Wow, much more concise.
I suppose I am most worried that future generations could distort the original intent. For instance, "Congress shall make no law" does not exclude local jurisdictions from making laws against it.
I do feel that individuals ought not to have access to weapons of mass destruction, on the basis that a nuke (for example) is completely useless against a car jacking or home invasion, and the potential for disasterous misuse is too great.If it were legal for every citizen to own WMD, all an enemy state would have to do is get a citizen to buy one and use it. However, a well regulated militia
of the people should have access to any and all technology, including WMD that could aid in the defense of the State.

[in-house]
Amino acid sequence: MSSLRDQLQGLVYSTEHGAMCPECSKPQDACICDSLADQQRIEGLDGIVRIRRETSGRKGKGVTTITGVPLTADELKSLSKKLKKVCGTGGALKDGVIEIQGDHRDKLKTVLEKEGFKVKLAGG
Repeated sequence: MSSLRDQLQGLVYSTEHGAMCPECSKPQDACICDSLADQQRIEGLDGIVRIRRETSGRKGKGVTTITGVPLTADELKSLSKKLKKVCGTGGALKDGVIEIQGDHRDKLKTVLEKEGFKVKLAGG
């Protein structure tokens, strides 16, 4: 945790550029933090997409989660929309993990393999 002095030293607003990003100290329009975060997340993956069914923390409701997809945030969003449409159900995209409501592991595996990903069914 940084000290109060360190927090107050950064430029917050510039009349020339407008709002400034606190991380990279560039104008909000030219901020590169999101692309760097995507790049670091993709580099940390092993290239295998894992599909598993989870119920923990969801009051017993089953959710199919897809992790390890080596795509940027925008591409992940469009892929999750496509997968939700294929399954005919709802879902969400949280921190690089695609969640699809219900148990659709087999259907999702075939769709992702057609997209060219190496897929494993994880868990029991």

It's a line in the sand, I know.The gov. determined that RKBA doesn't extend to newly manufactured machine guns. I (along with many other gun enthusiats) believe that the average citizen can be trusted to own machine guns. But I'm not so sure about WMD's. Unfortunately, it might be impossible to deal in absolutes. Can we really be comfortable allowing anyone with the money and resources to develop WMD's?
Additionally, that would not exclude Congres from making laws governing the transportation or use of said weapons, and the intent could be twisted to exclude ammunition, thereby rendering weapons useless.
I believe that the wisdom and foresight of our founding fathers was unparralleled for it's time, but I also suspect that if you could go back in time and give them the last year's worth of newspapers to look over, our Constitution would be a much longer document.